By Jeff Wagner

COON RAPIDS, Minn. (WCCO) — On an acre of land along University Avenue, charity and hard work were uprooted, snapped, and washed away in Sunday’s hail storm.

“It’s really devastating,” said Patti Sinykin. “It’s gone.” Sinykin is the Director of Development for Loaves and Fishes. It’s a non-profit that feeds the less fortunate and has four produce farms and gardens around the Twin Cities.

“We can pick (these crops) in the morning and it’s on plates in the evening. So it’s truly a farm to table for people who otherwise wouldn’t have that opportunity,” she said.

The Coon Rapids location is the largest and before Sunday morning, Sinykin said 75 percent of the planting was completed. But because of the storm, rows that were once budding with tomatoes and peppers look like nothing was ever planted. And what you can’t see are the hundreds of volunteer hours that went into this year’s crop, and that’s what hurts farm manager Kimberly Greene-DeLanghe the most.

“We’ve had at least four groups over 50 (people) come out here for between 3-5 hours already this year,” she said. “What you see getting done in each of those times is so exciting and then now all of that work has disappeared basically.”

The irrigation system was damaged by the hail because it put holes in hoses. The damage is estimated at about $10,000.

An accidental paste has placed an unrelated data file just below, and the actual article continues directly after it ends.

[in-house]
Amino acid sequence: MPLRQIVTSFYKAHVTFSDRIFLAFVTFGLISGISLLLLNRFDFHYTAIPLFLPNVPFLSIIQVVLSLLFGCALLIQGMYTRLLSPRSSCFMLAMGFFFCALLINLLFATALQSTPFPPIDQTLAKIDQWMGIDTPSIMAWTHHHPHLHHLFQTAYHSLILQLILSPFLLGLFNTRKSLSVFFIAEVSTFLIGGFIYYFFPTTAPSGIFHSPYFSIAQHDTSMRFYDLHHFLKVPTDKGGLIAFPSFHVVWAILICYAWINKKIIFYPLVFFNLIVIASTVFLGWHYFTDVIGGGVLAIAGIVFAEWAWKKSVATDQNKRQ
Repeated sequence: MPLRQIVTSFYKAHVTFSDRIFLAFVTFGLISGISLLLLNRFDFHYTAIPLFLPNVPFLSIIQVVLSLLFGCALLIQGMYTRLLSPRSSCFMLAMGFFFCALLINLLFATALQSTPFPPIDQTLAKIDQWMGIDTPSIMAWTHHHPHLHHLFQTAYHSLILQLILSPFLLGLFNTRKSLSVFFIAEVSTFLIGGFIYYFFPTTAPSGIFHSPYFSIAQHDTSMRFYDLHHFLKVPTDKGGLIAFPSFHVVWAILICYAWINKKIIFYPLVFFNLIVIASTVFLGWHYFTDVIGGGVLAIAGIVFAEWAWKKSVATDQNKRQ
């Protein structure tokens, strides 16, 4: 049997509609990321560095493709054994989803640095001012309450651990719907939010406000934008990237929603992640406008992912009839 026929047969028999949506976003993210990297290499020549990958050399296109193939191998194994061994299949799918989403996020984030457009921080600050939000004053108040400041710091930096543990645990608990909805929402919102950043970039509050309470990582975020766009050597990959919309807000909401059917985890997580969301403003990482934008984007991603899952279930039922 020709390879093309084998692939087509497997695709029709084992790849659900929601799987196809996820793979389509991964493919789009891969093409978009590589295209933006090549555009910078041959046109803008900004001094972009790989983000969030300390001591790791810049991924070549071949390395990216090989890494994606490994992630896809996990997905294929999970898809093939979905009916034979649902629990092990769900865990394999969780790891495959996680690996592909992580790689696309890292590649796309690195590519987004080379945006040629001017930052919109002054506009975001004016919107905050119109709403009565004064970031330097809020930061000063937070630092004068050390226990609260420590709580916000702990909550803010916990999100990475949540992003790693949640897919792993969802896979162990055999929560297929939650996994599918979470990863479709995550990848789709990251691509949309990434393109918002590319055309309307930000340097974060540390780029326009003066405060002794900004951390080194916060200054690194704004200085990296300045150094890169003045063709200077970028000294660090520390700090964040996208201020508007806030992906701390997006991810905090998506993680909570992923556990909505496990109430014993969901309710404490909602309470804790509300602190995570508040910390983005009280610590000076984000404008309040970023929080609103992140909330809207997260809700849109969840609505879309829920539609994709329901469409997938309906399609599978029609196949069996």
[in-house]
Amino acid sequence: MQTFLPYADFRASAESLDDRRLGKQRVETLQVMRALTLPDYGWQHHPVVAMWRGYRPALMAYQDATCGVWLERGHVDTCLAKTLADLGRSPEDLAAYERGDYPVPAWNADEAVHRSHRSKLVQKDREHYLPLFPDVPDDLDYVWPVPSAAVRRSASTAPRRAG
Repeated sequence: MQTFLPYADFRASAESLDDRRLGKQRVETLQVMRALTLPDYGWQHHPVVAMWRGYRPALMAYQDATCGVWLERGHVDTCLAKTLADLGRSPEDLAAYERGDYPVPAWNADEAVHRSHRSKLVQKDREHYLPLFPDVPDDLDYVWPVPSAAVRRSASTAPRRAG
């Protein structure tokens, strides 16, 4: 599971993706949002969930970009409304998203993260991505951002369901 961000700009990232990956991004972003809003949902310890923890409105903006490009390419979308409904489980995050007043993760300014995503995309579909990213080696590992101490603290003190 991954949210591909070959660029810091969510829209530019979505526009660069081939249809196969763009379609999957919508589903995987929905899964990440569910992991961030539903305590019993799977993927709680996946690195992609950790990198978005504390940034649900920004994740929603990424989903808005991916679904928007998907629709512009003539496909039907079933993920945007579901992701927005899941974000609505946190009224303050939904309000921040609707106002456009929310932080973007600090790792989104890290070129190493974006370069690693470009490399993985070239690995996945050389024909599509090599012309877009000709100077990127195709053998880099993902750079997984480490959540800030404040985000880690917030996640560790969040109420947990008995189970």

Last year, Sinykin said the plot in Coon Rapids alone contributed to 25,000 meals.

“The plan this year, we were hoping to get at least 50,000 meals out of this (plot) and that will not happen now,” Sinykin said.

Despite the setback, the organization is digging in and pushing forward.

“I think that we’re still at a point in the season that we can bounce back but we just need people to come together and make it happen, both in volunteers and getting the plants,” said Greene-DeLanghe.

They’ve already got a head start. Greene-DeLanghe had several donated plants at her house that weren’t damaged in the storm. Shade cloths also protected plants at the farm site. Volunteers that were originally signed up this week to finish the planting process will help restart it, but they know that’s not enough.

“We’ve got volunteer groups already on deck to start some of the labor. We will need a lot more,” said Sinykin.

Cash donations would help pay for damaged equipment and as well as plants, seeds, and tools. Greene-DeLanghe said they could also use more shade cloths, PVC piping, and row covers.

For more information on how to make donations or volunteer, click here.


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